Iíve stayed close to home during this pandemic.
Iíve worked some from home and have had limited contact with friends and family.
Thatís been difficult.
In the last couple of weeks my wife and I have began to venture out.
I knew weíd be wearing masks, so I prepared.
I have masks with my dog breed on them, masks with my favorite sports teams,which I cannot watch, and masks that make me look like Iím about to perform surgery.
It turns out the world has changed more than I realized.
We took a drive to Paragould to returns shirts that I had ordered on-line.
Without being able to try them on, I quickly realized they only covered a part of my upper torso, giving the impression of another human being trying to escape from under the shirt.
As we entered the department store, masks in place, I noticed no one was behind the perfume and jewelry counters.
It made the front of the store resemble a barren, apocalyptic setting.
Large bottles of hand sanitizer were scattered everywhere.
I approached the service desk and informed the clerk I would like to exchange the shirts.
She mumbled through her mask, that would be fine, and directed us to the menís section in the back of the store.
At least I think thatís what she said. The mask muffled her voice, so she could have been telling me to go fly a kite.
I walked to the back of the store and picked out two shirts.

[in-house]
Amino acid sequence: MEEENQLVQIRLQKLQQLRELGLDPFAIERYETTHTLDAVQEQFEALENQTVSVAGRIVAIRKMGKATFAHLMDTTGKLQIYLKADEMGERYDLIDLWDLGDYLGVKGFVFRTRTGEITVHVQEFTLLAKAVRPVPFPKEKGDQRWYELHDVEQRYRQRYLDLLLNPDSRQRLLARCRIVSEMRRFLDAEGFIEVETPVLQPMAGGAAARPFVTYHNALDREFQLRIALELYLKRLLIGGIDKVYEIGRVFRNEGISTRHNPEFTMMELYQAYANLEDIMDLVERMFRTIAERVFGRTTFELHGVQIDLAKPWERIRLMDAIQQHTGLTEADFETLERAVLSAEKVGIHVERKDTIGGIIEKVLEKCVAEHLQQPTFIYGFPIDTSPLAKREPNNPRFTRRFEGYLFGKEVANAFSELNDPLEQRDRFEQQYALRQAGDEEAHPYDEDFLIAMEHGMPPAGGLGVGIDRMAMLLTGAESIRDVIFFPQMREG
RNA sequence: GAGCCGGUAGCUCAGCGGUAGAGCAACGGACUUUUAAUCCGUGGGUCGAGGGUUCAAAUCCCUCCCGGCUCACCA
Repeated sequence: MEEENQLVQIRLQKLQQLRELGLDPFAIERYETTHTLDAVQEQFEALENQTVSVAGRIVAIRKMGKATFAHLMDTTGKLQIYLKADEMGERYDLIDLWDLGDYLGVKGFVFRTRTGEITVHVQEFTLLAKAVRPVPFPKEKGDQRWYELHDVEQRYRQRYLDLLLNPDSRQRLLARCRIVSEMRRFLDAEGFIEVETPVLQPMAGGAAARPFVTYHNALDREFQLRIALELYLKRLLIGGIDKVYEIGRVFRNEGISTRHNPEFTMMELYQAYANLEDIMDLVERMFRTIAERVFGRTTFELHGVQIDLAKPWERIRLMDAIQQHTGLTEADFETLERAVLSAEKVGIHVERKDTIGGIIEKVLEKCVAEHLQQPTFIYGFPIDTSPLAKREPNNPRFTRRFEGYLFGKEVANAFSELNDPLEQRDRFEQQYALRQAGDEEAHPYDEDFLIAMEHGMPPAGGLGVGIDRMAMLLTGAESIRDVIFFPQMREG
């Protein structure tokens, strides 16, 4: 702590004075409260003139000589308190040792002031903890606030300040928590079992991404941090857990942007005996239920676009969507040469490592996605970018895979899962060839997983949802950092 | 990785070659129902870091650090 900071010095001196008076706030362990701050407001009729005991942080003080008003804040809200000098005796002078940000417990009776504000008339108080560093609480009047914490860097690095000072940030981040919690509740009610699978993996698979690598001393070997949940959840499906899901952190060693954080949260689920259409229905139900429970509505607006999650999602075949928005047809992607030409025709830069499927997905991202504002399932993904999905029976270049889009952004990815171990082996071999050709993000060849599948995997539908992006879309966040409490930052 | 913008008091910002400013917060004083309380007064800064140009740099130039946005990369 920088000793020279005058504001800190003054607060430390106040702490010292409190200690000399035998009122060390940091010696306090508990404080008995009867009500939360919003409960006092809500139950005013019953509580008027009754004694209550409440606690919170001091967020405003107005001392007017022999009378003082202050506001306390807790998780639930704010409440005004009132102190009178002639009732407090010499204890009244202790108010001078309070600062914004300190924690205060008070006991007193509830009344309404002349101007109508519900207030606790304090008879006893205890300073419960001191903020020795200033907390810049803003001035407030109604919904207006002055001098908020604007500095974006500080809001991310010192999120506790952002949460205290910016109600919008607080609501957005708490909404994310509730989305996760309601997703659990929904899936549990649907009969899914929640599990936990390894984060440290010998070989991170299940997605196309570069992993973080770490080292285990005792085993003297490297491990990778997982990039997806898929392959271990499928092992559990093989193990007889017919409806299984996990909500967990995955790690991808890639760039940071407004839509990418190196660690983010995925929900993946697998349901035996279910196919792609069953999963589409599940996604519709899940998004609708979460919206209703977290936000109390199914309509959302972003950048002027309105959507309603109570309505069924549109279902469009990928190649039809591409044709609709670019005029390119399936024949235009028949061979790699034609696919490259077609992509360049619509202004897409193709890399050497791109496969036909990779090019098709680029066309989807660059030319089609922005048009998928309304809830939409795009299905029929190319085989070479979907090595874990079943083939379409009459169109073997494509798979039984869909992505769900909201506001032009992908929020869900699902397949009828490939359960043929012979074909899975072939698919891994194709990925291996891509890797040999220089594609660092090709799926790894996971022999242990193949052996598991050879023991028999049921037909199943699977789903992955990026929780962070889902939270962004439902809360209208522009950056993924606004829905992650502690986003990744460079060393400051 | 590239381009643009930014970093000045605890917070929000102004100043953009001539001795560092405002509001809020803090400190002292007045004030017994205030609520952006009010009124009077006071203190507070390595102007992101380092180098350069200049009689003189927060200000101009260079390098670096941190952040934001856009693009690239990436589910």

Off I went to the dressing room to try them on so I would be certain they fit.
As I approached the dressing room, or janitorís closet, I couldnít be sure due to the fog on my glasses resulting from the escaped breath from the top of my mask, I noticed yellow caution tape crisscrossed
over the area.
Exasperated, I asked the clerk where the closest dressing room was, that was not under construction.
She informed me that all were closed due to the pandemic.
Back to the service desk in front we went, my shirts in hand, praying I could button them when I got home.
A long line awaited me.
I quickly reversed my direction and headed back for the cashierís station in the back of the store.
Feeling my way like a drunken sailor due to my perpetually fogged glasses, the cashier informed me, in muffled mask voice, that returns had to be processed at the service desk only.
I felt bad for my wife, as by then my face was as red as my mask.
I knew better than to yell at her though, because I needed to hold her hand as she guided me back to the front service desk.
I wonít even get into the meltdown I had in the restaurant.
Yes, it is a different world out there. Iím working on my acceptance again.
Until that time Iíll stay close to home.
Itís hard to walk and breathe in these tight shirts anyway.
See you out there.